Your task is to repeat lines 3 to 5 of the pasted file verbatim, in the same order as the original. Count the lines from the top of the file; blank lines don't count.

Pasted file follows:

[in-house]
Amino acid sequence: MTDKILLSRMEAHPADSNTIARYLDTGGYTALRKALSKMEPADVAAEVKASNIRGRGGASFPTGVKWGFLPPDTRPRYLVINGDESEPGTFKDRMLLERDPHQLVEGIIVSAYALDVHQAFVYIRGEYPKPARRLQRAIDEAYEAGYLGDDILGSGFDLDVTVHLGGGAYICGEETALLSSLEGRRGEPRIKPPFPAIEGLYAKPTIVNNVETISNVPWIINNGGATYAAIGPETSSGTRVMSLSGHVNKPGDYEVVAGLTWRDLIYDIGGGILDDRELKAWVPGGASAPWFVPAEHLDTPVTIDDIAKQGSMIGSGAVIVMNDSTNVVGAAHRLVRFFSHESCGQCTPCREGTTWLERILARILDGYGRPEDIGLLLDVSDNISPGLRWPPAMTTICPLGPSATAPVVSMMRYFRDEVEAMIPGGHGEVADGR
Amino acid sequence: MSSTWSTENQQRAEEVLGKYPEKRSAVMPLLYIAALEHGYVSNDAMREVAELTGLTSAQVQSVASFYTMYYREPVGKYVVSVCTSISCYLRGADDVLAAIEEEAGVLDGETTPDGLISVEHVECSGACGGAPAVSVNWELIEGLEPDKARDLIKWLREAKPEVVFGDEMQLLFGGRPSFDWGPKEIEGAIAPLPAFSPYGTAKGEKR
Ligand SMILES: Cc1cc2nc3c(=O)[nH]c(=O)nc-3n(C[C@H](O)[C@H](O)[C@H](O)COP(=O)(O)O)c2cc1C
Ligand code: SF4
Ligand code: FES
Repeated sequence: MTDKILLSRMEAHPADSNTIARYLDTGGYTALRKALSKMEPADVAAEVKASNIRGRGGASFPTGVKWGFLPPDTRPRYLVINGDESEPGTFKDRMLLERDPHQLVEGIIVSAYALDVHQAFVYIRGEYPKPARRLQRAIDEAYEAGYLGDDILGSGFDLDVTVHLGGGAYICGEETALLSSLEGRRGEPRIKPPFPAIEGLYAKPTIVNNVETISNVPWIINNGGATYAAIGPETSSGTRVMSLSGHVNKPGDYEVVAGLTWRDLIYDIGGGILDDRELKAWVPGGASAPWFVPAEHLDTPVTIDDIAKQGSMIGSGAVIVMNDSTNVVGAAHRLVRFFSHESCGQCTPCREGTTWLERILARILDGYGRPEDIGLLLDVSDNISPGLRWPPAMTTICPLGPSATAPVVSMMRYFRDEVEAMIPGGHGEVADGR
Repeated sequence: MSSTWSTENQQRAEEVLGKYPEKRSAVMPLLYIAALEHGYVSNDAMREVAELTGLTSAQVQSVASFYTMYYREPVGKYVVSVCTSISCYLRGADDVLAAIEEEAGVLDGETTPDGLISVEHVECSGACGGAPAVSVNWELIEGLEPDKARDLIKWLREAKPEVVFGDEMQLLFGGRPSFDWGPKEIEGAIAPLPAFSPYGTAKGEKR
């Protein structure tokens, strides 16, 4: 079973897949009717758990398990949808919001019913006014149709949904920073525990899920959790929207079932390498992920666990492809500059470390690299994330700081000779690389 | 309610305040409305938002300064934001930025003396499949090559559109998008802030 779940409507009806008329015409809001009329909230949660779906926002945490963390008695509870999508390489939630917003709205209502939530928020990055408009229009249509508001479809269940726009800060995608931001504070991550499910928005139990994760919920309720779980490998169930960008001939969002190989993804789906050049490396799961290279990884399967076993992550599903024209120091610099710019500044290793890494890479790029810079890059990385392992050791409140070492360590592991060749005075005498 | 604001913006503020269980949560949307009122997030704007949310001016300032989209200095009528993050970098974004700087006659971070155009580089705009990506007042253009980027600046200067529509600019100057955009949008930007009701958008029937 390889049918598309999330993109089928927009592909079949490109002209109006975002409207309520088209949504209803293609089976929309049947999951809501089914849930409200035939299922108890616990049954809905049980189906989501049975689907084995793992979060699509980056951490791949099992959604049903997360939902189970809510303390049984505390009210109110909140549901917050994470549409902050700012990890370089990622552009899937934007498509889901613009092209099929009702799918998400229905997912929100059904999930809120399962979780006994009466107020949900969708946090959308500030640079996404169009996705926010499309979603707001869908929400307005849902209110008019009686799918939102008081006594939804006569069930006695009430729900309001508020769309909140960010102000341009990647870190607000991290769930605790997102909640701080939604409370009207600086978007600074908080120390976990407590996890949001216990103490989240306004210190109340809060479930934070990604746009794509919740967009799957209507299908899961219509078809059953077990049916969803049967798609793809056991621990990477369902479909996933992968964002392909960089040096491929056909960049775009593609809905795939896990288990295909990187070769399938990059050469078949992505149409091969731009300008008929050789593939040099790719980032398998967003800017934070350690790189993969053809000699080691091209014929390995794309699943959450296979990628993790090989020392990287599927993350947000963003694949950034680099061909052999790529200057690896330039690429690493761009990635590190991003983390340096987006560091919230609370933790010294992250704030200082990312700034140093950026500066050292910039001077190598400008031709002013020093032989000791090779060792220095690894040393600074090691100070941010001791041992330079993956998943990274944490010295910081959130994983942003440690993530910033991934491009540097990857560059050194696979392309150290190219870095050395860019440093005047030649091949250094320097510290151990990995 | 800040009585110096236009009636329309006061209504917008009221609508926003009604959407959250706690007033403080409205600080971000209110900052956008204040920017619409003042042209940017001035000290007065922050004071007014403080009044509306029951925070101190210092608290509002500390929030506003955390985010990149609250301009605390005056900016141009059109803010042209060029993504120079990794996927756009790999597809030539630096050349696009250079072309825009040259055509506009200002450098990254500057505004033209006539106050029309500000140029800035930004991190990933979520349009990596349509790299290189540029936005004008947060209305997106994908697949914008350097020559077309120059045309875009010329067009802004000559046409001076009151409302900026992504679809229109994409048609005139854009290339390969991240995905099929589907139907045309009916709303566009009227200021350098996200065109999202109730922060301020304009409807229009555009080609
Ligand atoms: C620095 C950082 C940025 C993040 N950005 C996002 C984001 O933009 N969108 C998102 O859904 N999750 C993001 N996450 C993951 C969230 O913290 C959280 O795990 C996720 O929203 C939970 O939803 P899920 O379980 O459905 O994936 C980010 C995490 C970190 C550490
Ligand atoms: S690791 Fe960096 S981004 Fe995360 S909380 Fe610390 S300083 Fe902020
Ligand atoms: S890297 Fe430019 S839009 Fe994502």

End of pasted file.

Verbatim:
Amino acid sequence: MSSTWSTENQQRAEEVLGKYPEKRSAVMPLLYIAALEHGYVSNDAMREVAELTGLTSAQVQSVASFYTMYYREPVGKYVVSVCTSISCYLRGADDVLAAIEEEAGVLDGETTPDGLISVEHVECSGACGGAPAVSVNWELIEGLEPDKARDLIKWLREAKPEVVFGDEMQLLFGGRPSFDWGPKEIEGAIAPLPAFSPYGTAKGEKR
Ligand SMILES: Cc1cc2nc3c(=O)[nH]c(=O)nc-3n(C[C@H](O)[C@H](O)[C@H](O)COP(=O)(O)O)c2cc1C
Ligand code: SF4